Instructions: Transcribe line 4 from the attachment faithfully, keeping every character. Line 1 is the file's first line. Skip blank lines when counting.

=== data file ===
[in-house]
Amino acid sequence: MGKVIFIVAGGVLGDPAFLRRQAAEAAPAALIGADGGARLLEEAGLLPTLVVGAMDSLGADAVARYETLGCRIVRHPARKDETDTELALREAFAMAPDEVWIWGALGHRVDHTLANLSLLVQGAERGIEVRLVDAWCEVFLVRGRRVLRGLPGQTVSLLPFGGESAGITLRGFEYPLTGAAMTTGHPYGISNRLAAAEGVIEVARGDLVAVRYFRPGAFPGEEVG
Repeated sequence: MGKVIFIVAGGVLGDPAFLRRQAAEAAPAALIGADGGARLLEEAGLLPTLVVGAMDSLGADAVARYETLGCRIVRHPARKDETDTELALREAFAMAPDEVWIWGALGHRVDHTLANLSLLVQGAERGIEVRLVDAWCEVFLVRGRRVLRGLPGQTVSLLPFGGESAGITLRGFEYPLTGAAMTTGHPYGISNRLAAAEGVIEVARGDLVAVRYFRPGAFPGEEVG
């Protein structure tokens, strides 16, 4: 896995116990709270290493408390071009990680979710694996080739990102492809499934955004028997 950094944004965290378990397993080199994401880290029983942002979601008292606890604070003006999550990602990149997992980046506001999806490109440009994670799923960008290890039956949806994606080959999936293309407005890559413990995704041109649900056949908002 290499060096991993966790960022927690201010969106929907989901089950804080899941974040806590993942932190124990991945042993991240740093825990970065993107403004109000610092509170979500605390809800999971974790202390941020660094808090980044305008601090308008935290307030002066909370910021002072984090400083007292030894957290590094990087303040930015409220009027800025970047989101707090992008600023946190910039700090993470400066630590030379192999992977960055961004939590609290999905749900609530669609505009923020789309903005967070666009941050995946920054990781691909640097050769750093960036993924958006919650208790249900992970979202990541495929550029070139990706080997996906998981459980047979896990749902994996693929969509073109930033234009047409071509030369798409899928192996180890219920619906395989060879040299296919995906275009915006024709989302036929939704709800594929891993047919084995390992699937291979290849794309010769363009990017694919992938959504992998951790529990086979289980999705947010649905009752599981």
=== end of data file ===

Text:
């Protein structure tokens, strides 16, 4: 896995116990709270290493408390071009990680979710694996080739990102492809499934955004028997 950094944004965290378990397993080199994401880290029983942002979601008292606890604070003006999550990602990149997992980046506001999806490109440009994670799923960008290890039956949806994606080959999936293309407005890559413990995704041109649900056949908002 290499060096991993966790960022927690201010969106929907989901089950804080899941974040806590993942932190124990991945042993991240740093825990970065993107403004109000610092509170979500605390809800999971974790202390941020660094808090980044305008601090308008935290307030002066909370910021002072984090400083007292030894957290590094990087303040930015409220009027800025970047989101707090992008600023946190910039700090993470400066630590030379192999992977960055961004939590609290999905749900609530669609505009923020789309903005967070666009941050995946920054990781691909640097050769750093960036993924958006919650208790249900992970979202990541495929550029070139990706080997996906998981459980047979896990749902994996693929969509073109930033234009047409071509030369798409899928192996180890219920619906395989060879040299296919995906275009915006024709989302036929939704709800594929891993047919084995390992699937291979290849794309010769363009990017694919992938959504992998951790529990086979289980999705947010649905009752599981």